A few days ago, my six-year-old grandson, who attends first grade in a public school in New York City, called to ask a question.

He said, “Ama, I am doing a data analysis. I need to ask you a question.”

I said, “You are doing a WHAT?” He repeated, “I am doing a data analysis.”

Then he asked whether I would rather be a porcupine or a hedgehog.

I thought a minute and said I would rather be a hedgehog.

He was very surprised. I knew he was doing something related to the Common Core, but I still thought he was a little young to get my mini-lecture about Isaiah Berlin’s famous essay about War and Peace.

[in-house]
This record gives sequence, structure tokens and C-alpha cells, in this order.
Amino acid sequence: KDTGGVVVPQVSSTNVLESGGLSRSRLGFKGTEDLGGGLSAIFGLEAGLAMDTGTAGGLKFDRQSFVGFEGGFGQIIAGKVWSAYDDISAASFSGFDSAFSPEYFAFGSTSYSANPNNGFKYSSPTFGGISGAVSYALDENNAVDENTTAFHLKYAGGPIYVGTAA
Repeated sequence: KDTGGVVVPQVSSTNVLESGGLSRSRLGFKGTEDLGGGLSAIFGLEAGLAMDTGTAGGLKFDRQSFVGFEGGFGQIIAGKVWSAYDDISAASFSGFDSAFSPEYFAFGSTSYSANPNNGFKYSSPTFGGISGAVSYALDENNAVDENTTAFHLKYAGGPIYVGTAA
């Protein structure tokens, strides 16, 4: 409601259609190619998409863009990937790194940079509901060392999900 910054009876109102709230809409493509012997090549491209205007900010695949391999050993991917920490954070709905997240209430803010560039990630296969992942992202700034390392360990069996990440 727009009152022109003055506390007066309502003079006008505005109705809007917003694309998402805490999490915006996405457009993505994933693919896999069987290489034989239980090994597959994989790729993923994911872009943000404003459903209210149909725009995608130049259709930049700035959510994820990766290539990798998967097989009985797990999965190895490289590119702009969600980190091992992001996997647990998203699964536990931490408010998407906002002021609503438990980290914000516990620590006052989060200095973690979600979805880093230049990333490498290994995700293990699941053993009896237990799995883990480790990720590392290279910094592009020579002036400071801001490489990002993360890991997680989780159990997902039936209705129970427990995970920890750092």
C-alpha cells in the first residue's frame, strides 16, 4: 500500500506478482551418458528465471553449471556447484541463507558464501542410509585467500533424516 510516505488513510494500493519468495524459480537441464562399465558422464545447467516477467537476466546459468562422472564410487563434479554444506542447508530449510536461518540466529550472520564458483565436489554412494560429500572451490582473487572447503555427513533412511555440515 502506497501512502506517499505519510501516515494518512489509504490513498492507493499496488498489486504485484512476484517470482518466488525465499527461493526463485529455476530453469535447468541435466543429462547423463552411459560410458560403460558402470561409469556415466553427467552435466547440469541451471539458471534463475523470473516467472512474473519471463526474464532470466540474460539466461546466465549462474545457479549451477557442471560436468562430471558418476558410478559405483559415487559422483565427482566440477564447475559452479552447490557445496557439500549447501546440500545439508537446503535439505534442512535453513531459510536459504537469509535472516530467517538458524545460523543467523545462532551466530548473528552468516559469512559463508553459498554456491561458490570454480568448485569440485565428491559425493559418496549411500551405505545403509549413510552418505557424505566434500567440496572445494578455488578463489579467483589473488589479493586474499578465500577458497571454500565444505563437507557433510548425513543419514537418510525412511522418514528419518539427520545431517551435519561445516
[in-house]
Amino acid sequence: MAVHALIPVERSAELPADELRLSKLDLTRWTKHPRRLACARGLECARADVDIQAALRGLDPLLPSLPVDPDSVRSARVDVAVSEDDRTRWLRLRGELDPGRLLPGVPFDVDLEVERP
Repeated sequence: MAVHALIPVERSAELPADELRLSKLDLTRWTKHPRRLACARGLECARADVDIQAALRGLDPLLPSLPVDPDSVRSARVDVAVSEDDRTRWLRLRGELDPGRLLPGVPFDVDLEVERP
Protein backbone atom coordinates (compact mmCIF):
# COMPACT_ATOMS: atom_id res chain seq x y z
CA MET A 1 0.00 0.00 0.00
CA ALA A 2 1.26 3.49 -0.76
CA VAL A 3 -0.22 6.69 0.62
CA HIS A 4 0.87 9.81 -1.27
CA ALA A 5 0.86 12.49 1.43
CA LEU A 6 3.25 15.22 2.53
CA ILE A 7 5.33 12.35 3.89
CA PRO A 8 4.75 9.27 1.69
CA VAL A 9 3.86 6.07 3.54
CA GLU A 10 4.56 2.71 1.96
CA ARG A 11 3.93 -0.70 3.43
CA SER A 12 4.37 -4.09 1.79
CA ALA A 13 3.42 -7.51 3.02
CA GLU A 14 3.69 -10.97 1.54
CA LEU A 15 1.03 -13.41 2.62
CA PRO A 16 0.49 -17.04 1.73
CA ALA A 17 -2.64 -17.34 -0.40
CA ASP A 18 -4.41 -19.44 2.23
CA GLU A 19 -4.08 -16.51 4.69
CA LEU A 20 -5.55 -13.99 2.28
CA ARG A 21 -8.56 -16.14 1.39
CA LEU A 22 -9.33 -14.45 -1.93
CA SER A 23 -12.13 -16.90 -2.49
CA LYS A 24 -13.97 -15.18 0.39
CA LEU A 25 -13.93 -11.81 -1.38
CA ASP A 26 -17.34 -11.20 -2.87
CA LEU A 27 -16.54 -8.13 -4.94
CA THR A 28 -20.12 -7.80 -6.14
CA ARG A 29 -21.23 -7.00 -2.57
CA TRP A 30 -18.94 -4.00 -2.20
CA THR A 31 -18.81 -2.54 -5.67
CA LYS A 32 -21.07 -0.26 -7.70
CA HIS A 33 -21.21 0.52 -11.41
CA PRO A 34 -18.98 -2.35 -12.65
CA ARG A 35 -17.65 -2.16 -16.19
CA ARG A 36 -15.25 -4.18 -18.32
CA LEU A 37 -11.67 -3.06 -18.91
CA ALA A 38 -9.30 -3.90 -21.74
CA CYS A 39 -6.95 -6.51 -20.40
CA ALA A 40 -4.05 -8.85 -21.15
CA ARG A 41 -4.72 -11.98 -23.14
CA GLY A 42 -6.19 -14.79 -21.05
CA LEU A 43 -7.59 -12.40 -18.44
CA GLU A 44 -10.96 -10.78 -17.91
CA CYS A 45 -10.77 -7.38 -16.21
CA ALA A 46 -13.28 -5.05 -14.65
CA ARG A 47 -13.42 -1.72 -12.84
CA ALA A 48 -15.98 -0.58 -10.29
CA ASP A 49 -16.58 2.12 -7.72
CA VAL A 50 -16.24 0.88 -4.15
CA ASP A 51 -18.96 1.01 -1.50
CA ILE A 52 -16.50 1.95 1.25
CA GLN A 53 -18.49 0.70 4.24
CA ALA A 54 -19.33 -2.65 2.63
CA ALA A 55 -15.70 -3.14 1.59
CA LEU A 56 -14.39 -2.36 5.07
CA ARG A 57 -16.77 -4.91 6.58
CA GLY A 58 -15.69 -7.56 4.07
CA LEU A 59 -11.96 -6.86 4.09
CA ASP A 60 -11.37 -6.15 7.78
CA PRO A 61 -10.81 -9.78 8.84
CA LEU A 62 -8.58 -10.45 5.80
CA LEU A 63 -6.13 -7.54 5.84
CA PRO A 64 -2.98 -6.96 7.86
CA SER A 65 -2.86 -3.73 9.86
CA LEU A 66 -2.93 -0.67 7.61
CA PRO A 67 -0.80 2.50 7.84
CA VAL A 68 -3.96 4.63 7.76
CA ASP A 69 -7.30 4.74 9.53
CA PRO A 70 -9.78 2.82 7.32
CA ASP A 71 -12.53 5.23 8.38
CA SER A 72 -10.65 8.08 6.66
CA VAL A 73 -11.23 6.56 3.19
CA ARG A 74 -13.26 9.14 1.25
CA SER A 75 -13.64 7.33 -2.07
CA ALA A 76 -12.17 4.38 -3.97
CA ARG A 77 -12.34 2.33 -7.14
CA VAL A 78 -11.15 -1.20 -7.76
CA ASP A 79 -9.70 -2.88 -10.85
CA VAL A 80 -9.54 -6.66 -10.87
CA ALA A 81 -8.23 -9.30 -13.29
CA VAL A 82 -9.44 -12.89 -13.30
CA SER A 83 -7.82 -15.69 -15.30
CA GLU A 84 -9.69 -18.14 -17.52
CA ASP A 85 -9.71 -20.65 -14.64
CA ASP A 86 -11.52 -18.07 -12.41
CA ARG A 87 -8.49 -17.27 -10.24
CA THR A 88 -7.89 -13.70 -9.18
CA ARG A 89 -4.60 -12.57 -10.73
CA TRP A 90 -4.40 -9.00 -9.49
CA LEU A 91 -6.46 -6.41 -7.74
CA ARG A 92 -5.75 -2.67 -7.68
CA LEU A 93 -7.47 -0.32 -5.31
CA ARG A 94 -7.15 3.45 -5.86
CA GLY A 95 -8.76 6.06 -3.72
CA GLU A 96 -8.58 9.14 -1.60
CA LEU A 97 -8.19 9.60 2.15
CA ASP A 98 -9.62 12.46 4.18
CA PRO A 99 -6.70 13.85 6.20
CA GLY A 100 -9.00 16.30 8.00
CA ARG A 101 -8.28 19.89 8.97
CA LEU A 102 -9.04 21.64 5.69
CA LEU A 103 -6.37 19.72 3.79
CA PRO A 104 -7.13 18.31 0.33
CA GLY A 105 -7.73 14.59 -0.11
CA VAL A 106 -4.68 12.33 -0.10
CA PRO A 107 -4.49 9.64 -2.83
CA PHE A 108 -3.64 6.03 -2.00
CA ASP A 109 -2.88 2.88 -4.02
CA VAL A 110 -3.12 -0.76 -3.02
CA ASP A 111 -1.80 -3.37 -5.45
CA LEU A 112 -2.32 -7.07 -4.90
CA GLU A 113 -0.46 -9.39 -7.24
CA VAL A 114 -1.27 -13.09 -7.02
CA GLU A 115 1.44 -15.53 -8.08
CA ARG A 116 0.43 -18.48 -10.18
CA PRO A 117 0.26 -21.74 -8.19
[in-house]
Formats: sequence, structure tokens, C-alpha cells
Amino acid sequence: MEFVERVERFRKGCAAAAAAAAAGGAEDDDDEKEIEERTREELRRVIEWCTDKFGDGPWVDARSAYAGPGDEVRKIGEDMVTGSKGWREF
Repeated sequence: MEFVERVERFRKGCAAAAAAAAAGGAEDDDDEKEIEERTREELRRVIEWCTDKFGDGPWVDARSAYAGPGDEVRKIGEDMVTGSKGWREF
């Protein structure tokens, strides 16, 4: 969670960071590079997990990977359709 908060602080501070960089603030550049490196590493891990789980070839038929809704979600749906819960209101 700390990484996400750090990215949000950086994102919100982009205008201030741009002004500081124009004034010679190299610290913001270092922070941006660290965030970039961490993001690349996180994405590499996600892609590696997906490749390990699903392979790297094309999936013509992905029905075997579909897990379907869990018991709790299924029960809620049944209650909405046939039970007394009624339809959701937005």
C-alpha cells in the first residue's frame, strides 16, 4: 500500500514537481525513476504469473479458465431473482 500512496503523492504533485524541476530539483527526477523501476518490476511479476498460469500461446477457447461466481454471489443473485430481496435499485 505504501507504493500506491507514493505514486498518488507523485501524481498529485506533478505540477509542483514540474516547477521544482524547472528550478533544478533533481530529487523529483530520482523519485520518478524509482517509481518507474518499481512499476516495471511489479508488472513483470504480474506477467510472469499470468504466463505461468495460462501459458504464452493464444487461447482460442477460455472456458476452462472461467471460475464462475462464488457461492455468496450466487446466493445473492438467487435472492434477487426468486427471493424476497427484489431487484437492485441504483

He asked why I wanted to be a hedgehog, and I said that the hedgehog knows one big thing.

He asked me what the big thing was that I knew.

And I said that you should not be afraid to speak up when you were outnumbered.

It turns out that he was making a bar graph, plotting the number of people who preferred to be either a porcupine or a hedgehog.

I was not sure why he was learning this in first grade.

More on this from the following exchange.

Recently, Edward Miller and Nancy Carlsson-Paige wrote a critique of the K-3 sequence in the Common Core standards, saying they were completely inappropriate for these ages.

Then E.D. Hirsch Jr. responded to them.

Now Miller and Carlsson-Paige respond to Hirsch.

Read the three pieces here.

Would you rather be a porcupine or a hedgehog?